Justice and the guardianship of the jurist (vilayat-i faqih) have been the two ideological pillars of the Islamic Republic of Iran ever since the 1979 Revolution. Unlike vilayat-i faqih, the meaning and essence of justice in post-revolutionary Shiʿi-Iranian thought has not received due attention in the scholarly debate. The hegemonic Shiʿi discourse in Iran defines justice as based on three principles: awarding every person their due rights according to the law; ‘setting everything in its place’, and the elimination of tyranny and oppression. It maintains that true justice can be realized only within an Islamic system ruled by the ‘fully qualified jurist’. This formula has elicited additional debate, especially since 2011, over the reciprocal status and dependence of the two concepts. The debate was triggered by intra-elite tensions, and subsequently by the need to respond to public disaffection over the deficiencies in the implementation of social justice in Iran. It culminated in subordinating the ideal of justice to clerical authority and to the principle of expediency as determined by that clergy. Thus, vilayat-i faqih has been transformed from the means to implement justice to the ultimate self-serving end-goal of the regime’s ideology.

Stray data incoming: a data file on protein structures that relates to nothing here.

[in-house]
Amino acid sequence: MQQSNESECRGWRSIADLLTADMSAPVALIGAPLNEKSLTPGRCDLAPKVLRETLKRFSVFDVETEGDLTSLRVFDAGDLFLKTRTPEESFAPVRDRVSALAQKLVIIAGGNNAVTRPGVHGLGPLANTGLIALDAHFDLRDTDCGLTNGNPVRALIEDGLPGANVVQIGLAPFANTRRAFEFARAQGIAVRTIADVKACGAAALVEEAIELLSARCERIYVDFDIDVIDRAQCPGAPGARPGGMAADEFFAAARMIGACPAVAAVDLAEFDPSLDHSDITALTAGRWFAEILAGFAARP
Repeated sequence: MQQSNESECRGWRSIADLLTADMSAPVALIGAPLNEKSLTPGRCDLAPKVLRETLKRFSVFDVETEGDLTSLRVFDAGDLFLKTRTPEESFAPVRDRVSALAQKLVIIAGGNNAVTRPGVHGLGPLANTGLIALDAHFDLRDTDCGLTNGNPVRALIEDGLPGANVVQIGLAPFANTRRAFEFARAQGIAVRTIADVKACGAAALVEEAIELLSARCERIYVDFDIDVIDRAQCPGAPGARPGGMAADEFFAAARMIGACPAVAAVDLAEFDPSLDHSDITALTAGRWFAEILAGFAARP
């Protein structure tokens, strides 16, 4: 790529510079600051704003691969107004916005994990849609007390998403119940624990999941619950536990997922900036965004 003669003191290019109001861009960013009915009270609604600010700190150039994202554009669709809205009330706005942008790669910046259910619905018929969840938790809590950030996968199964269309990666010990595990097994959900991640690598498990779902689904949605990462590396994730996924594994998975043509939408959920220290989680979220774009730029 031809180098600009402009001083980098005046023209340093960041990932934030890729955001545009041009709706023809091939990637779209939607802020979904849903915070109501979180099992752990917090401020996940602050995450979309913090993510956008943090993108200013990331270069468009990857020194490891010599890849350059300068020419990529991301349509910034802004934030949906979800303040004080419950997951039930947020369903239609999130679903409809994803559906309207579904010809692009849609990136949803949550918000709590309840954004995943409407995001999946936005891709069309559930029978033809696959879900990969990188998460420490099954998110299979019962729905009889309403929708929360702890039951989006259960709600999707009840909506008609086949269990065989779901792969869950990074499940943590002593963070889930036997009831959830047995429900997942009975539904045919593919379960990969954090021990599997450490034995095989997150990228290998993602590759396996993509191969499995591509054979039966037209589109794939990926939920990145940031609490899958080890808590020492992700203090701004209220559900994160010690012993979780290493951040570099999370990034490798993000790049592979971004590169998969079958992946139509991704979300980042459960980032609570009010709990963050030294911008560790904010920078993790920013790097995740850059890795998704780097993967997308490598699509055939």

- vilayat-i faqih